Zakir Naik, was granted permanent resident (PR) status by Malaysia five years ago. Since then, Naik has made Malaysia his transitory home during his world tour as an Islamic evangelical preacher who appears regularly on television to promote Islamic beliefs.
Malaysia, a multi-ethnic nation, has always taken pride in practicing moderate Islam, thus accommodating people belonging to different religions.
Najib’s United Malays National Organization (UMNO), and the alliance Barisan Nasional (BN), that has ruled Malaysia since independence in 1957, has been leaning towards hard-line, conservative Islam as he faces crucial elections next year. His party and his ruling alliance have lost control of three states. Significantly, these three states witnessed the rise of pan-Islamic party (PAS).
In supporting Naik, Both Najib’s party and PAS are supporting Naik and he was the star at a religious conference that PAS had organized in July, 2017.
Malaysia and other Muslim groups form 61 per cent of the population of 29 million. The Malaysian establishment is striving to boost this majority by including Muslims from neighbouring Thailand and Indonesia and even distant Sri Lanka. Ethnic Indian Muslims are also striving to be included as ‘Boomiputeras’.
A bulk of Indians are Tamils who form 8% of the population and they are also the largest Indian diaspora.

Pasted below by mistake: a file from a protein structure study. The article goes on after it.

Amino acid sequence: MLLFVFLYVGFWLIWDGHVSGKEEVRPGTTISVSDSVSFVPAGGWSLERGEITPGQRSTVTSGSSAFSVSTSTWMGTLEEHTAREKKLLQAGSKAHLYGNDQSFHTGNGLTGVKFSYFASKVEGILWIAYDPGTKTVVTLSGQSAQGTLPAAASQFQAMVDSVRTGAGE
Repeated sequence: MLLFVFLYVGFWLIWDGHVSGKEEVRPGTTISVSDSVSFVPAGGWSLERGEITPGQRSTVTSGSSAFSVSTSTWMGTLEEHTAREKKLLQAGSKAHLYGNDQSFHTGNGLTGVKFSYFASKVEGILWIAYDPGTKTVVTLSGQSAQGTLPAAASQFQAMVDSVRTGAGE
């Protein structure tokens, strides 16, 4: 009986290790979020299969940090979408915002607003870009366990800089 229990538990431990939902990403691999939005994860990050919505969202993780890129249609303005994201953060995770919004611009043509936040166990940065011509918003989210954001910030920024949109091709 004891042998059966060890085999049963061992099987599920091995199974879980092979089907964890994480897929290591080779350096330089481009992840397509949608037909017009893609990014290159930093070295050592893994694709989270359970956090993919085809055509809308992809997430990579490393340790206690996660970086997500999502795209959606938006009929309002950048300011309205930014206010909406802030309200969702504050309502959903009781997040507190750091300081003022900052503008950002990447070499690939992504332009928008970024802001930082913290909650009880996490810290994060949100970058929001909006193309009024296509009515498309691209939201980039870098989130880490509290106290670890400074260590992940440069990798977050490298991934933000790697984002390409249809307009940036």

Malaysian Indian Congress (MIC), president, Dr S. Subramaniam, who is also Malaysia’s Health Minister has opposed the hosting of Zakir Naik. He said that “Malaysia’s Islamic foundation, and its multi-religious national texture are not going to be nourished by Dr Zakir’s preaching. He further added that that “On the contrary, it would only be inciting divisive forces to distort the unifying tenets of Islam as currently practiced in the country.”
However, his senior in the Najib government, Deputy Prime Minister Datuk Seri Dr Ahmad Zahid Hamidi said that “Over the time spent in this country, he has not broken any laws or regulations. As such, there is no reason from a legal standpoint to detain or arrest him.” He added that Kuala Lumper has not received any official request from India “related to terrorism allegations involving Naik”.
Critics see Naik’s presence in Malaysia as another sign of top-level support for hard-line Islam.
Rashaad Ali, an analyst with S Rajaratnam School of International Studies (RSIS) in Singapore says that “he remains a reasonably popular character amongst Malays, who gloss over his more controversial aspects.” He also said that “If the government were to kick him out of the country, it causes them to lose religious credibility in the eyes of the public.”
Courtesy: Malladi Rama Rao, Asian Tribune